Yesterday afternoon, the WILPF 2015 Congress elected Kozue Akibayashi of WILPF Japan as the new WILPF International President!

We got the scoop on her thoughts and ideas for the future.

But first, a little bit about the presentation and election of Executive Committee candidates.

Presentation of Executive Committee Candidates

The WILPF 2015 Congress elected a new Executive Committee, which consists of a President, four Vice Presidents, and a Treasurer (plus our Secretary General, Madeleine Rees).

All of the nominees provided insight into the personal journeys that led them to being involved in and passionate about WILPF.

The candidates were diverse in terms of years of involvement in WILPF, experiences, and origin.

What they all had in common, however, was their devotion to speaking out for the values embedded in WILPF  – demilitarisation, human rights, women, peace and security, and social and economic justice.

Election of Executive Committee

When it came to ballot voting, the room was buzzing with excitement and the crowd cheered with enormous enthusiasm when Kozue Akibayashi was announced as new International President. Both candidates for President, Ms Akibayashi and Ms Hanan Awwad, are pictured below.

nom hannan

Hanan Awwad

nom kazue

Kozue Akibayashi







Joy Onyesoh, Margrethe Tingstad, Catia Confortini, and Sameena Nazir were elected as Vice Presidents and Kerry McGovern as Treasurer.

WILPF 2015 Congress welcomes the newly elected Executive Committee.

WILPF 2015 Congress welcomes the newly elected Executive Committee.

Interview with Kozue Akibayashi, New WILPF International President

We had the chance to catch Kozue right after the votes were in. Here are her reflections on her history with WILPF, the energy of the elections in the Peace Palace, and her plans for the future.

Congratulations! Just moments ago you were elected the new president of WILPF.

How did you feel when you heard your name called out?

I was excited, I was happy.

What were the highlights of WILPF Congress 2015, your fifth Congress?

The discussion on the Manifesto. I have my own views and opinions of it, and it was great to have a discussion of the draft Manifesto, because we’d never done that before.

What are you most looking forward to as the new president?

I would like to deepen our gender analysis, which I have already started to see happen. I’m glad there has been more explicit discussion on the analysis.

Issues vary region to region, community to community, but as one of the oldest NGOs, our strength lies in our conceptual work. And it’s a real feminist praxis that when we talk about issues and problems, we extract ideas and concepts, we analyse, and we go back to how to address the issues. I think the beauty lies in the process. At the same time, of course, it is difficult.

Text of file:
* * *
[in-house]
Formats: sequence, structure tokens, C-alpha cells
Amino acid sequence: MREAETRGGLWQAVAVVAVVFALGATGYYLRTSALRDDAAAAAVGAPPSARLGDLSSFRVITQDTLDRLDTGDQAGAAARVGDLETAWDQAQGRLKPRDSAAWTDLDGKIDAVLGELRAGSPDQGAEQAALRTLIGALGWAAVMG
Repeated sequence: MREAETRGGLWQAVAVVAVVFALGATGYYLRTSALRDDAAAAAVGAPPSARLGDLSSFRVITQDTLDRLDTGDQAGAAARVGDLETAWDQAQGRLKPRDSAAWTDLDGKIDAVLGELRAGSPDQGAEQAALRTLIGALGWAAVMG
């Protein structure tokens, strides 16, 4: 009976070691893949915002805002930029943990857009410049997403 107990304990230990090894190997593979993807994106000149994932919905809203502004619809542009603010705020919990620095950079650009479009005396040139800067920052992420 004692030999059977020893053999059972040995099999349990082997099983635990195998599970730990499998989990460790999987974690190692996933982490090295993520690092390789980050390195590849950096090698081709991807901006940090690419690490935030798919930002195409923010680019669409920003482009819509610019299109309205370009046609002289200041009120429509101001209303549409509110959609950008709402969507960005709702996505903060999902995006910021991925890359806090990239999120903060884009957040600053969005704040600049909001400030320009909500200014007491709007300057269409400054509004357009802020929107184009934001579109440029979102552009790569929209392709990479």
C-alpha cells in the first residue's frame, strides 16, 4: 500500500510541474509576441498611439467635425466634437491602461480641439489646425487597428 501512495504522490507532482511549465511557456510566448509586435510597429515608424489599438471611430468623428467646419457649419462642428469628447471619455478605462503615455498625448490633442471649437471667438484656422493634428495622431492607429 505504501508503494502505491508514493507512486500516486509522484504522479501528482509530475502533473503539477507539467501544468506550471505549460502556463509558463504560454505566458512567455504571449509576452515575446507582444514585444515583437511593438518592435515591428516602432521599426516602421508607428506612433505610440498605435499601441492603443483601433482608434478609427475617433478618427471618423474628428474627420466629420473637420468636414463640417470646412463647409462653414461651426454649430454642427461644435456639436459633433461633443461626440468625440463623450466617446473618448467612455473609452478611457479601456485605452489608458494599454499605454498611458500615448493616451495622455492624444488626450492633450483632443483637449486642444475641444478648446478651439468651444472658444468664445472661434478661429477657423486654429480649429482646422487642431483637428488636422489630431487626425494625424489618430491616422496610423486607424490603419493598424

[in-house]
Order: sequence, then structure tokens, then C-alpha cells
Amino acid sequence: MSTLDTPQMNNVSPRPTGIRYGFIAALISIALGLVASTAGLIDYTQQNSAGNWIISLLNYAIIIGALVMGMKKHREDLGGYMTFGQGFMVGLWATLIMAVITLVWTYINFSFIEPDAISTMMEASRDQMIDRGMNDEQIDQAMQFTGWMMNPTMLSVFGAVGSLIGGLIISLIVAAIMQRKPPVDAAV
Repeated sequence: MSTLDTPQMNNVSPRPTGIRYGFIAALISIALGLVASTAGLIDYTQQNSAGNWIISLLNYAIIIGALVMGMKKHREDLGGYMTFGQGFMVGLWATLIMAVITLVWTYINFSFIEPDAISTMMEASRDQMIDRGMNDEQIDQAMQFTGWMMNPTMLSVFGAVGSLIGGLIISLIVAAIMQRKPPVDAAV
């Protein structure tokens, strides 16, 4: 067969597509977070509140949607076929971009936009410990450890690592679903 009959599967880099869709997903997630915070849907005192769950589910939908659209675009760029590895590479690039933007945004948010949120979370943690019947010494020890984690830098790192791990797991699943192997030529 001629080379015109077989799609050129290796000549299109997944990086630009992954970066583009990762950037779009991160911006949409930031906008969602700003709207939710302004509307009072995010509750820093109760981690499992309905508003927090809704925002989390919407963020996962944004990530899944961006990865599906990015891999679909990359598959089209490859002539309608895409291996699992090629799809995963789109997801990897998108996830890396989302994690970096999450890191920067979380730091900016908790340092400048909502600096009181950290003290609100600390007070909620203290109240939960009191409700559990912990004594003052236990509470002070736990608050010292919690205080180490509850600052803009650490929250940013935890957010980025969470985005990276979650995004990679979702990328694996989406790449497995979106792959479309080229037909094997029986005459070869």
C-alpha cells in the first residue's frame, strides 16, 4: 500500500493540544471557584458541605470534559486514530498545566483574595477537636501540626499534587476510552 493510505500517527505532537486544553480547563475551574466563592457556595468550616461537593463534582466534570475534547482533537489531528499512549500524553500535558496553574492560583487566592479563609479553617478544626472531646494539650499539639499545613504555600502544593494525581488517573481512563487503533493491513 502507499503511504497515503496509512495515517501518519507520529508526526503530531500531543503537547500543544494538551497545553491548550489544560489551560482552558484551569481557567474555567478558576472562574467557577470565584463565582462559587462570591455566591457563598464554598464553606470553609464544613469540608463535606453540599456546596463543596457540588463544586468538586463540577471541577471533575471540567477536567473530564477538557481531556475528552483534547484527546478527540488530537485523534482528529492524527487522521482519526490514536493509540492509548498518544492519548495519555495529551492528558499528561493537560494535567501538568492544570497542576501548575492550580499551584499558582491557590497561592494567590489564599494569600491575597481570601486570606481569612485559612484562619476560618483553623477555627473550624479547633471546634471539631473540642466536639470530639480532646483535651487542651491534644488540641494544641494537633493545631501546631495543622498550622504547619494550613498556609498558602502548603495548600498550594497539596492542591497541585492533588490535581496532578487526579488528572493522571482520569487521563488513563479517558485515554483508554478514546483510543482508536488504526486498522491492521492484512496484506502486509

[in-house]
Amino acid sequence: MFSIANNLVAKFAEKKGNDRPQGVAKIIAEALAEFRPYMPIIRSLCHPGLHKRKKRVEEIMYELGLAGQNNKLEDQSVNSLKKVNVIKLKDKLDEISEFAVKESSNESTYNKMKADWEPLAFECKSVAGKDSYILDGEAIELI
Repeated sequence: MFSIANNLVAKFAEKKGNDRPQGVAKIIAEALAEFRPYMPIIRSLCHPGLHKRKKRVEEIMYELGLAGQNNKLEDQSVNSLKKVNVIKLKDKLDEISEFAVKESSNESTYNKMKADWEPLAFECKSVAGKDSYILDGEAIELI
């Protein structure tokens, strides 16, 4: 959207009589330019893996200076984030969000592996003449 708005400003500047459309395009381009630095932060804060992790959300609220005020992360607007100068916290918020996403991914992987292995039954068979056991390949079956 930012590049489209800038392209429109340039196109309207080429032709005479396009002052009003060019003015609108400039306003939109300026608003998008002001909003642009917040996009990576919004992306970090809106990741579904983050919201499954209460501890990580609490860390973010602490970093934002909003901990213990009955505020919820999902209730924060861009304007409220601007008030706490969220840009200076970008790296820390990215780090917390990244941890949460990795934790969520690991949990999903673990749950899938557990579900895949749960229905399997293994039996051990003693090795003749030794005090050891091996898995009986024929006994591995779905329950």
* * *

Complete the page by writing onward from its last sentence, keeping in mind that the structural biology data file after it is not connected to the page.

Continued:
It was good to see younger generations, since I was one of them years ago!

And it seems more professional. This shows that the organisation grew to be able to offer more opportunities to young professional women and men. And that’s very good.

What are your priorities for the next three years?

I’m not from a directly conflict affected community, but my work on hostile communities, United States military bases in Japan’s case, is unique, and I think it offers a lot. These experiences of these women who I’ve been working with, their thinking and ideas, offer more holistic, comprehensive analysis of armed conflicts.

It’s very important to make the connection clear, that so called peacetime societies are in continuum.

What are you looking forward to at WILPF 2015 Conference: Women’s Power to Stop War?

The Conference looks fantastic, has really attracted many wonderful people from different communities on the ground, but also engaged our scholars. I know I have many non WILPF friends coming which is very good, and there will be such a wide variety of meetings there.

Why did you decide to become an active member of WILPF?

I always wanted to be a peace activist, and a feminist, since I was 10 years old. I started to work with WILPF because of its perception on root causes of war. There are not many organisations that do that. But that is what WILPF started articulating, the connection between gender discrimination and war. No one else has done it and there are still only a few who promote that issue.

Do you have any final comments?

We need everyone’s help for us to go on!